Currently cereal products make up 46 per cent of the functional foods carrying heart health claims in the US, Japan, Australia and five major European markets, reveals Leatherhead Food in a new report out this week.
This is largely down to their high fibre content, with established, global brands successfully repositioning their products to market the benefits of wholegrains and fibre.
"The Shredded Wheat brand in the UK, in particular, has been revitalised by the use of this new positioning, and sales have risen strongly since the new packaging and promotional activity was introduced in 2000," comments the report.
However compared to the relatively stable growth in cereals, other sectors like dairy are seeing much more new product development, with phytosterols and phytostanols leading to a number of new cholesterol-lowering foods.
And while foods to lower cholesterol reduction continue to dominate in terms of new launches, increased interest in other areas, such as those that tackle high blood pressure using bioactive peptides, will also significantly increase the dairy sector's share of the heart health market.
Currently the main heart health ingredients being used in this $3.6 billion market tend to be those where scientific evidence of their efficacy is strongest, such as soya, omega-3 fatty acids, phytosterols, fibre, vitamins C and E, folic acid and potassium.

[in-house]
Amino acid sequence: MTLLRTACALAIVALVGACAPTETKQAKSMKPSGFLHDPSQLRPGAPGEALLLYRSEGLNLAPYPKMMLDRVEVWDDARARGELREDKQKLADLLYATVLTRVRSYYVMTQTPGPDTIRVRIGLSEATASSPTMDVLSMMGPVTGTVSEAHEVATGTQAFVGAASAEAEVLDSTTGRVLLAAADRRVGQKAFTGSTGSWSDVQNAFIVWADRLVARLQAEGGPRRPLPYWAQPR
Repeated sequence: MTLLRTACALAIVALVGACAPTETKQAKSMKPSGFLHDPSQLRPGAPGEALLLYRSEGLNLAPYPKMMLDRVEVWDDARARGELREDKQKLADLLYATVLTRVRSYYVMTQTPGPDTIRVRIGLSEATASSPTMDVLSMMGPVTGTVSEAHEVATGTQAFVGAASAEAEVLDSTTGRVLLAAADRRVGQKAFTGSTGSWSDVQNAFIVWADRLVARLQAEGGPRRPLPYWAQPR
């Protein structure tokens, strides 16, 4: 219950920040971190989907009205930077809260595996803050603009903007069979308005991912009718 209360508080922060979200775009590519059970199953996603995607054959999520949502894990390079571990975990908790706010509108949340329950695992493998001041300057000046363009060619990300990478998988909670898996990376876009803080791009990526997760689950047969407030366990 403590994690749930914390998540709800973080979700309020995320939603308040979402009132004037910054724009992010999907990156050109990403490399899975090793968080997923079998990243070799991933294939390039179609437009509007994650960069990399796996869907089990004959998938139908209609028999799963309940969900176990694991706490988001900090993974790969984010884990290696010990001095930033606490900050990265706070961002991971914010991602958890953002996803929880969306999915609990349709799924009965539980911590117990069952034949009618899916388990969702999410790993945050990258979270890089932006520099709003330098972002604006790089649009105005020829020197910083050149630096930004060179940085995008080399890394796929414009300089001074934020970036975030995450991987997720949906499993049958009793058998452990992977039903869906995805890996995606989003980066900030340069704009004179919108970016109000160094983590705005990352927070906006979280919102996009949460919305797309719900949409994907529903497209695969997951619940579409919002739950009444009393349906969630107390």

But new ingredients - such as carotenoids, B vitamins, garlic, polyphenols and magnesium - will increasingly be used, especially if they are backed by further research.
Meanwhile less well-proven ingredients that "definitely need additional research" include conjugated linoleic acid (CLA), plant lignans, rice bran oil, co-enzyme Q10 and betaine, according to the report.
But while the need for foods to protect heart health is certainly present in Europe - cardiovascular disease is responsible for 38 per cent of deaths in men and 41 per cent of deaths in women - the report also underlines barriers to growth that have resulted in a highly fragmented market.
These include the huge investment in products and marketing, which has often restricted access to the major multinationals, and strict regulations on health claims.
But regulatory changes, under discussion in Europe, and evolving in other markets too, will help speed up new product introductions.
"Using recent patent activity as a guide to future trends, it is clear that phytosterols and phytostanols remain a particularly active area, with emphasis on wider applicability so that they can be incorporated into a wider range of products, particularly into drinks," suggests the report.
Patents on compounds derived from fruit and vegetables is also currently increasing and likely to escalate, according to the authors, while the use of soluble fibres used for cholesterol-lowering is set to expand too.
Growth since 2000 appears to have been around 30 per cent in the heart-benefit market overall, including relatively static sales in the cereal products sector and dynamic growth in fats and oils of more than 200 per cent. The much smaller dairy products market, worth around 6 per cent of heart health sales today, is growing at about 700 per cent, albeit from a small base.
It is likely that sales will rise nearly 60 per cent over the 2004-2009 period to reach nearly $5.7 billion by 2009, predicts Leatherhead.
Readers interested in purchasing 'The Market for Heart Benefit Foods - An International Analysis', can contact Leatherhead.